10. Visitors to the rainforest: Engagements and encounters in far north Queensland Lissant Bolton (British Museum)  
11. Life in death: Funerary and mourning objects Julie Finlayson (Australian National University)  
12. History by design in the Kimberley Shino Konishi (University of Western Australia) and Alistair Paterson (University of Western Australia)  
13. Silent testimonials': shields from Queensland frontiers Gaye Sculthorpe (British Museum)  
Section IV – Unsettling objects  
14. Exile and punishment in Van Diemen's Land Gaye Sculthorpe (British Museum)  
15. Intimate Relations: Objects from the Port Phillip District  Penelope Edmonds (Flinders University)  
16. Woven lives
I: Women's objects in colonial South Australia (Maria Nugent and Gaye Sculthorpe);
II: Threads of reckoning / An Afterword (Natalie Harkin, Flinders University)   
17. New postings? The Swan River Colony  Tiffany Shellam (Deakin University) and Shona Coyne (National Museum of Australia)  
18. Rough justice in the northwest Ian Coates (National Museum of Australia) & Peter Yu (Australian National University)  
Section V – Performing objects   
19. Unmasking the Torres Strait: objects and relationships  Chantal Knowles (Monash University)  
20. Slow awakenings: Institutional engagements with Indigenous art  Howard Morphy (Australian National University) & Gaye Sculthorpe (British Museum)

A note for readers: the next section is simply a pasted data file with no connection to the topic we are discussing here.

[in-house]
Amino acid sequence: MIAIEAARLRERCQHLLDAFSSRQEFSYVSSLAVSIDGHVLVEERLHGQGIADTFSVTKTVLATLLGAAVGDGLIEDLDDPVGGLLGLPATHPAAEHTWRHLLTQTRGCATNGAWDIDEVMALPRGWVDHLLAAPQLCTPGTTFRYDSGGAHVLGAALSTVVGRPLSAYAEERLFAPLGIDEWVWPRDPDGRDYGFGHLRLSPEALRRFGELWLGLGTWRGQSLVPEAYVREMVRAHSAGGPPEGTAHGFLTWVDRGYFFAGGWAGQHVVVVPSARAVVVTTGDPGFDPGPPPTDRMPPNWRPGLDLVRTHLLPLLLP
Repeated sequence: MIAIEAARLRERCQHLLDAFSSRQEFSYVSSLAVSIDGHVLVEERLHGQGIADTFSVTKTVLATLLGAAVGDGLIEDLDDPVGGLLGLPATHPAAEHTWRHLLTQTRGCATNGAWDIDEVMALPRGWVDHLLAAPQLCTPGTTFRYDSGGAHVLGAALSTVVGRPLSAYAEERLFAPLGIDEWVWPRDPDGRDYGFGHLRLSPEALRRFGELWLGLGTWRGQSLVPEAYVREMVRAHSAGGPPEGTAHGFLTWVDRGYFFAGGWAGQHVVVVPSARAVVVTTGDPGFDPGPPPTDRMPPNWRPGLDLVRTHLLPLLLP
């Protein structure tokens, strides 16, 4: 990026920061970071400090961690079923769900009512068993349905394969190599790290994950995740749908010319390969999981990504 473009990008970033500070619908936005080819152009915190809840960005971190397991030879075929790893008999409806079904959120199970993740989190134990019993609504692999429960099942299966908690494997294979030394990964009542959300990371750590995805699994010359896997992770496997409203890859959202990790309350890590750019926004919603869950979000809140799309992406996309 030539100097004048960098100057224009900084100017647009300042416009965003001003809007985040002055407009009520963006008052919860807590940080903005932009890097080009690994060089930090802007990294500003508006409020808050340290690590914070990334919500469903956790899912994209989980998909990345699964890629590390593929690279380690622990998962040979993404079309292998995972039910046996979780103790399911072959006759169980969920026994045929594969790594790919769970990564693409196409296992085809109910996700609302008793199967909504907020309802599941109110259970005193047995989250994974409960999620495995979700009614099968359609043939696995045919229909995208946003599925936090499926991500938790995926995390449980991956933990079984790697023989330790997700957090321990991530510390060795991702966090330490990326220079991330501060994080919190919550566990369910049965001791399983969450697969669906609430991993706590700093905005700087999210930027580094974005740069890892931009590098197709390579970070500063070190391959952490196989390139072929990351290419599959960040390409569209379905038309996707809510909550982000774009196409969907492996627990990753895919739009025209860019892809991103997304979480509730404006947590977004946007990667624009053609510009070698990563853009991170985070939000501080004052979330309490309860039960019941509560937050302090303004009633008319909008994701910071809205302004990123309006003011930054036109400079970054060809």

21. 'Strange and complicated feats with string'  Robyn McKenzie (Australian National University)  
22. Show people: Objects of popular performance Maria Nugent (Australian National University)  
23. 'Three boomerangs…shillling for each': Linking objects and images from Moreton Bay  Michael Aird (University of Queensland)  
Afterword: Howard Morphy, Maria Nugent, Gaye Sculthorpe  
Appendix 1 Museums with Aboriginal and Torres Strait Islander Collections
Appendix 2 Finding guide to collections
Appendix 3 Researching collections  
Further Reading
Image credits  

Reviews & Quotes

"A beautifully produced book, thoroughly readable "

Archivaria, The Journal of the Association of Canadian Archivists

"A fascinating read. We are so glad to have participated in the project."

Russell-Cotes Art Gallery & Museum, Bournemouth

"Splendid book."
Jeremy Eccles
Aboriginal Art Directory (20/10/2021)

"This book is an exemplary work in the field of museum studies. That's not just because of the sheer scope and diversity of Indigenous artefacts it includes from a wide range of collections across the UK and Ireland, or the expertise and engaging writing of a large and diverse group of authors represented. Or the immaculately presented text and images, complementing each other in a way few other comparable books in the field have managed to do. It's also because of the sustained effort made by the editors and contributors to trace the histories of Indigenous objects that have been mute, abandoned even, for far too long; and thereby to connect these object histories to the experiences of the families and individuals who made, used or collected them. Whether mundane or extraordinary, touching or disturbing, these stories make for compelling reading. The book raises new and urgent questions about the circulation of objects, the uses of collections and the ecologies, landscapes and material culture of Indigenous Australians."

- Felix Driver, Professor of Historical Geography, Royal Holloway, University of London (04/10/2021)